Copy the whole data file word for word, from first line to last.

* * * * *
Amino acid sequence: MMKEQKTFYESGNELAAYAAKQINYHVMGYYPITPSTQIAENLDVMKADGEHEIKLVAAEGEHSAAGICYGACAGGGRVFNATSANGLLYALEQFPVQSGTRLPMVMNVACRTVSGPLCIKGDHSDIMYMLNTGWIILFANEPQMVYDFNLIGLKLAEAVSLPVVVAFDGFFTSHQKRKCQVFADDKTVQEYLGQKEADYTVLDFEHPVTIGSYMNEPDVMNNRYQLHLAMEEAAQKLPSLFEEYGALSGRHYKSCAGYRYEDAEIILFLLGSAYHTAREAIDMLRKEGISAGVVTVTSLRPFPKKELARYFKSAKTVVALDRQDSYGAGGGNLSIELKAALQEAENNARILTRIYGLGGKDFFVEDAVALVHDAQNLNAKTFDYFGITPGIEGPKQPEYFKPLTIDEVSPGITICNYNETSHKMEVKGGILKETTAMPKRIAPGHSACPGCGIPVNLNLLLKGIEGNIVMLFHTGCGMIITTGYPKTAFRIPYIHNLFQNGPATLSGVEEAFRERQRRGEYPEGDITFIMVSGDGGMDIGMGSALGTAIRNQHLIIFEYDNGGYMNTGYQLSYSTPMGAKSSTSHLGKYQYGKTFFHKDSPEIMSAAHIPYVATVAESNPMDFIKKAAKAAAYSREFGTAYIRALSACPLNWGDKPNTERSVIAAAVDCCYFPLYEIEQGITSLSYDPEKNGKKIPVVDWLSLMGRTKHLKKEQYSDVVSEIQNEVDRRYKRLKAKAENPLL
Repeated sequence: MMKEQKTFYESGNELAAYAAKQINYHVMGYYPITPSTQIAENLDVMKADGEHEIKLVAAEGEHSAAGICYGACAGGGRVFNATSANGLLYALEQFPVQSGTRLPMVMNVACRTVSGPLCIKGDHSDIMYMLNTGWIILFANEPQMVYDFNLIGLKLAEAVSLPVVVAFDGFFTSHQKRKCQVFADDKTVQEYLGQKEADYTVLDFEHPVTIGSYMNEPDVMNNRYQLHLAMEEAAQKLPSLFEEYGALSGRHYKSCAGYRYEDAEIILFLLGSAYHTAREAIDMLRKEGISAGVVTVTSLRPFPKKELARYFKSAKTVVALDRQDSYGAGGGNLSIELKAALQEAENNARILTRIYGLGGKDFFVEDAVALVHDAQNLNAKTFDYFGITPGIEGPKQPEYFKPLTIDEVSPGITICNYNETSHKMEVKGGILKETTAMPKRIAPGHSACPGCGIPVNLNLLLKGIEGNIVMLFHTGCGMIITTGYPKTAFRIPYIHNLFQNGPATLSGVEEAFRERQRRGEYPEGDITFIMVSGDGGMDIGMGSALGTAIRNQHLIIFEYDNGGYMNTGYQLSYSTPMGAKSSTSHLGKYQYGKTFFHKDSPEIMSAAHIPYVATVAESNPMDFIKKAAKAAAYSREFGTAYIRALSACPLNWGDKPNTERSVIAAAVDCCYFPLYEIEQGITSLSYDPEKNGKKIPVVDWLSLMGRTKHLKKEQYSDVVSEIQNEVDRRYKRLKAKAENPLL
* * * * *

Amino acid sequence: MMKEQKTFYESGNELAAYAAKQINYHVMGYYPITPSTQIAENLDVMKADGEHEIKLVAAEGEHSAAGICYGACAGGGRVFNATSANGLLYALEQFPVQSGTRLPMVMNVACRTVSGPLCIKGDHSDIMYMLNTGWIILFANEPQMVYDFNLIGLKLAEAVSLPVVVAFDGFFTSHQKRKCQVFADDKTVQEYLGQKEADYTVLDFEHPVTIGSYMNEPDVMNNRYQLHLAMEEAAQKLPSLFEEYGALSGRHYKSCAGYRYEDAEIILFLLGSAYHTAREAIDMLRKEGISAGVVTVTSLRPFPKKELARYFKSAKTVVALDRQDSYGAGGGNLSIELKAALQEAENNARILTRIYGLGGKDFFVEDAVALVHDAQNLNAKTFDYFGITPGIEGPKQPEYFKPLTIDEVSPGITICNYNETSHKMEVKGGILKETTAMPKRIAPGHSACPGCGIPVNLNLLLKGIEGNIVMLFHTGCGMIITTGYPKTAFRIPYIHNLFQNGPATLSGVEEAFRERQRRGEYPEGDITFIMVSGDGGMDIGMGSALGTAIRNQHLIIFEYDNGGYMNTGYQLSYSTPMGAKSSTSHLGKYQYGKTFFHKDSPEIMSAAHIPYVATVAESNPMDFIKKAAKAAAYSREFGTAYIRALSACPLNWGDKPNTERSVIAAAVDCCYFPLYEIEQGITSLSYDPEKNGKKIPVVDWLSLMGRTKHLKKEQYSDVVSEIQNEVDRRYKRLKAKAENPLL
Repeated sequence: MMKEQKTFYESGNELAAYAAKQINYHVMGYYPITPSTQIAENLDVMKADGEHEIKLVAAEGEHSAAGICYGACAGGGRVFNATSANGLLYALEQFPVQSGTRLPMVMNVACRTVSGPLCIKGDHSDIMYMLNTGWIILFANEPQMVYDFNLIGLKLAEAVSLPVVVAFDGFFTSHQKRKCQVFADDKTVQEYLGQKEADYTVLDFEHPVTIGSYMNEPDVMNNRYQLHLAMEEAAQKLPSLFEEYGALSGRHYKSCAGYRYEDAEIILFLLGSAYHTAREAIDMLRKEGISAGVVTVTSLRPFPKKELARYFKSAKTVVALDRQDSYGAGGGNLSIELKAALQEAENNARILTRIYGLGGKDFFVEDAVALVHDAQNLNAKTFDYFGITPGIEGPKQPEYFKPLTIDEVSPGITICNYNETSHKMEVKGGILKETTAMPKRIAPGHSACPGCGIPVNLNLLLKGIEGNIVMLFHTGCGMIITTGYPKTAFRIPYIHNLFQNGPATLSGVEEAFRERQRRGEYPEGDITFIMVSGDGGMDIGMGSALGTAIRNQHLIIFEYDNGGYMNTGYQLSYSTPMGAKSSTSHLGKYQYGKTFFHKDSPEIMSAAHIPYVATVAESNPMDFIKKAAKAAAYSREFGTAYIRALSACPLNWGDKPNTERSVIAAAVDCCYFPLYEIEQGITSLSYDPEKNGKKIPVVDWLSLMGRTKHLKKEQYSDVVSEIQNEVDRRYKRLKAKAENPLL